Here’s what we know about who uses cannabis in Canada, and how
New figures from Statistics Canada provide some of the clearest pictures of cannabis consumption in the country to date
People marking 4/20—national weed day—this year are more likely to reach for the traditional dried cannabis product than for a vape pen, according to new survey results from Statistics Canada.
Edibles were the second most common product, followed by hashish.
The results are from the first round of a new survey from the statistical agency which looks at who’s consuming cannabis, how they’re getting it, what products they’re using and how they’re behaviour might change after legalization. It provides one of the clearest pictures of cannabis consumption in the country to date.
Here’s a rundown of some of the other results:
Here’s who’s consuming marijuana in Canada
Across the country, 14 per cent of Canadians aged 15 or older reported using marijuana in the previous three months – that’s a total of nearly 4.2 million people. Of those who used it, 40 per cent used it “daily” and 30 per cent used it “once or twice”.
Young people are also more likely to use cannabis than older Canadians, according to the results. Nearly one in every four people under age 35 reported using it in the past three months, compared to around 10 per cent for those aged 45 and older.
Use was also slightly higher for men (16 per cent) than for women (12 per cent).
Canadians’ choice of cannabis
Majority of people consumed the dried flower (76 per cent). Newer gadgets such as vape pens and concentrates were less common. Regardless of the type, nearly a quarter of the respondents said they spent more than $250 on cannabis products in the past three months.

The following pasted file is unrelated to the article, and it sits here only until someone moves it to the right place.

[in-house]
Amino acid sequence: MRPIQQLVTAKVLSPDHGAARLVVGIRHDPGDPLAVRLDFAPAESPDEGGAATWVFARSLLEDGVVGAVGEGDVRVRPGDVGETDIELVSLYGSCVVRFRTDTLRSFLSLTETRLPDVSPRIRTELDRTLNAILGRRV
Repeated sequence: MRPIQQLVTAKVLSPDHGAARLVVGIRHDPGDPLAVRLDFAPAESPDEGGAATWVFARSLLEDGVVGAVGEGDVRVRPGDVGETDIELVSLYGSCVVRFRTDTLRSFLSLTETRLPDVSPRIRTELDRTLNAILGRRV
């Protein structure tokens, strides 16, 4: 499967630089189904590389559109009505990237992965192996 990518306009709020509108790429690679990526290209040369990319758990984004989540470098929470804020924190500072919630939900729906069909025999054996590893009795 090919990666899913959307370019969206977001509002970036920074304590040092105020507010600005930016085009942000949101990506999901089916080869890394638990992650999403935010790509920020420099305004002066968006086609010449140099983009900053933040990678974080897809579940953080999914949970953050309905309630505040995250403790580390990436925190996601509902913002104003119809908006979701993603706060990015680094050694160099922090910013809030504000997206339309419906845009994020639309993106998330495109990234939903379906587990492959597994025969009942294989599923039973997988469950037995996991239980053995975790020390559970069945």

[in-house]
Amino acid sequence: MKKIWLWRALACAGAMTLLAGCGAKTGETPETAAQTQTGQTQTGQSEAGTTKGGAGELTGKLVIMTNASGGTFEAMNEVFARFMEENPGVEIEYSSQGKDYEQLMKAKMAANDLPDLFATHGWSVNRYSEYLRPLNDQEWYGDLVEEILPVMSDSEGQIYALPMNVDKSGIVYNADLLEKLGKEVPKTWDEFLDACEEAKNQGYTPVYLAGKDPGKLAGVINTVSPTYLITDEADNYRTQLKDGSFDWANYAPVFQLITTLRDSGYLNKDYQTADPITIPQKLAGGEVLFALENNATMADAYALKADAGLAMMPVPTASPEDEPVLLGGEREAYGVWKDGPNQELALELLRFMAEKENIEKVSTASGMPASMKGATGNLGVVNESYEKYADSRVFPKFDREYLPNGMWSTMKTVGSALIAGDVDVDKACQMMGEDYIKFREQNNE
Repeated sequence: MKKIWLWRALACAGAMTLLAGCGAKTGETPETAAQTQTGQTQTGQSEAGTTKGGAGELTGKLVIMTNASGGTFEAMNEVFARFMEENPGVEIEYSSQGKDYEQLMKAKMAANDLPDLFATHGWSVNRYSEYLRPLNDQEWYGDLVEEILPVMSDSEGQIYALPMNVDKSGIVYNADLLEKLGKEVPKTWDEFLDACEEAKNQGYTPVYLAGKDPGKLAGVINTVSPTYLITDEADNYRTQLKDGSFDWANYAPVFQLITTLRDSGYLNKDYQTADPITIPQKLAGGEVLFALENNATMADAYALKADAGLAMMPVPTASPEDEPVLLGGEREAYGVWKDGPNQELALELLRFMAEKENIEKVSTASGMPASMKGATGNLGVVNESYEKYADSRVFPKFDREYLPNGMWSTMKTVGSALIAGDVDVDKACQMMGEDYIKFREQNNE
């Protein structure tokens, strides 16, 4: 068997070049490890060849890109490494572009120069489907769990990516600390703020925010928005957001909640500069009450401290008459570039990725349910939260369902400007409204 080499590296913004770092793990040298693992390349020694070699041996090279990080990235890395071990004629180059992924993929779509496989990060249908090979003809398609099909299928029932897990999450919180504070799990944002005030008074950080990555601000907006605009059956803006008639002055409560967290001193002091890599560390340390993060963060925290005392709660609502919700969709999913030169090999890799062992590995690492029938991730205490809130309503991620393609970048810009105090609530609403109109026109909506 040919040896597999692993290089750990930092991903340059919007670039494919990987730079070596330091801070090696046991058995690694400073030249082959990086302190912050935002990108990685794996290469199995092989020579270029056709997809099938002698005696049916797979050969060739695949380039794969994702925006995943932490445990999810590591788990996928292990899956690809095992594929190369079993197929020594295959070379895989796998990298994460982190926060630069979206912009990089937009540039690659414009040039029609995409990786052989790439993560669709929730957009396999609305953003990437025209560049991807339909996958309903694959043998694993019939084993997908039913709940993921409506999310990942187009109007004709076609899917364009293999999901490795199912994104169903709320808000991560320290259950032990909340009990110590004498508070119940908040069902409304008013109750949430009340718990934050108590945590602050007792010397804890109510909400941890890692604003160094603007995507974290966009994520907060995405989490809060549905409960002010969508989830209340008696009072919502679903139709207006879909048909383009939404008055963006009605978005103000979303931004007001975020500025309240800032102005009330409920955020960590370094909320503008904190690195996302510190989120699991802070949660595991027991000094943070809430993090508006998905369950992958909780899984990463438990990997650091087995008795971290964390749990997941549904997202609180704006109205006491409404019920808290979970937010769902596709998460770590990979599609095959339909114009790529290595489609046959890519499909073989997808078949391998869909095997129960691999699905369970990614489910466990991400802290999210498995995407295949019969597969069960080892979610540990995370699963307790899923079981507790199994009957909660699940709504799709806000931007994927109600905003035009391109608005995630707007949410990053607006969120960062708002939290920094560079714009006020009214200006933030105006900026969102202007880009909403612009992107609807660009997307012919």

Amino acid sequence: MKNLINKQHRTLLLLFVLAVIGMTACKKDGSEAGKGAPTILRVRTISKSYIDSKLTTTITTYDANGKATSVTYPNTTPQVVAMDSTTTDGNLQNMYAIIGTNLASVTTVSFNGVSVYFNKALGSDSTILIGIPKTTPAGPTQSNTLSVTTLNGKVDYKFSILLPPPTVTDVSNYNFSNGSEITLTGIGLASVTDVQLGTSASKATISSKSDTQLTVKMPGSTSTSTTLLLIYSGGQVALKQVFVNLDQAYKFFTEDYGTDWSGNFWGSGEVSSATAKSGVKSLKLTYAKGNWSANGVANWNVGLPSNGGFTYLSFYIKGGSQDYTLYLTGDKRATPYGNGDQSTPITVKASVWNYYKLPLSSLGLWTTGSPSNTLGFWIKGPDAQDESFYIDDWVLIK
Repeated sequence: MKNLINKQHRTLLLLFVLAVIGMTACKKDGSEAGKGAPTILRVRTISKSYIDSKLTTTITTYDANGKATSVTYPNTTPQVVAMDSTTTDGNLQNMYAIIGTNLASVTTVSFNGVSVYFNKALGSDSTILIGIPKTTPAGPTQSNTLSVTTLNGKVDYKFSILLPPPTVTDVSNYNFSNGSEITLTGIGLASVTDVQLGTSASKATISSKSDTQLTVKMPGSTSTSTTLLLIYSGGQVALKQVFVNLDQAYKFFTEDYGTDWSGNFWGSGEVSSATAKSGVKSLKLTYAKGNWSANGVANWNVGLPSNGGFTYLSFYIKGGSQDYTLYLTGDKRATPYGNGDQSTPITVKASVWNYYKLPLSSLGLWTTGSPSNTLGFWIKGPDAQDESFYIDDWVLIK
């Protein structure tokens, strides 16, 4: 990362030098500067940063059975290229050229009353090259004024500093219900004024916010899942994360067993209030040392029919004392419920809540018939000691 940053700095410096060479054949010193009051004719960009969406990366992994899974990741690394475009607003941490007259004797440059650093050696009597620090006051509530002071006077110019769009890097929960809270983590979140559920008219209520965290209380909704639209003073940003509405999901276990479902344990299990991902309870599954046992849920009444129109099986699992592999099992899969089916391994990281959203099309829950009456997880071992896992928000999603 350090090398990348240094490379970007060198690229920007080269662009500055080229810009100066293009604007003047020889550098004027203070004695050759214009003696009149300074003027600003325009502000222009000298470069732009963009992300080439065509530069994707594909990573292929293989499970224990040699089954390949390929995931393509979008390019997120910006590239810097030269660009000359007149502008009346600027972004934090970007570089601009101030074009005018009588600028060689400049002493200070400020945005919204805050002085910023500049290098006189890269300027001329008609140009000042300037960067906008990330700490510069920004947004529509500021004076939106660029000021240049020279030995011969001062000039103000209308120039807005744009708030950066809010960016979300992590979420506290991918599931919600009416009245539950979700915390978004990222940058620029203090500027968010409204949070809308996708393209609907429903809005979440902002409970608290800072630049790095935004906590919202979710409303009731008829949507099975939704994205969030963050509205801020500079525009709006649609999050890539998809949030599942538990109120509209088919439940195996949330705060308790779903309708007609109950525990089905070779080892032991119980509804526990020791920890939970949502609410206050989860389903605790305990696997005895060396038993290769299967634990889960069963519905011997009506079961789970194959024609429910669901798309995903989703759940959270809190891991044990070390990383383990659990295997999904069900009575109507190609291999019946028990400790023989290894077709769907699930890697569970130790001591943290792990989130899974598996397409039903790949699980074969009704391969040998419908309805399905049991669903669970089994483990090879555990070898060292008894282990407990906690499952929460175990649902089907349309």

How Canadians get their pot
Canadians are also more likely to go to those they know to get their supply, according to the survey.
More than 30 per cent of respondents got their cannabis from a friend or family member, while an additional 20 per cent got it from an acquaintance. Dispensaries (19 per cent), online producers (14 per cent) and authorized retailers (11 per cent) were less common.
While the survey allowed for multiple responses, more than 70 per cent said they got their weed from only one source in the previous three months.
Half of the consumers, however, said they’d change how they buy their weed after legalization.
How legalization might change consumption
If weed was legalized tomorrow, nearly 80 per cent of Canadians said it wouldn’t change how much they consume, regardless of whether they’re regular users or not, the survey found.
Legalization will also mean more to those who are already using it. Of those who haven’t used cannabis in the past three months, only six per cent said they’d likely try it or increase how much they consume. For more regular users, that number jumped to 24 per cent.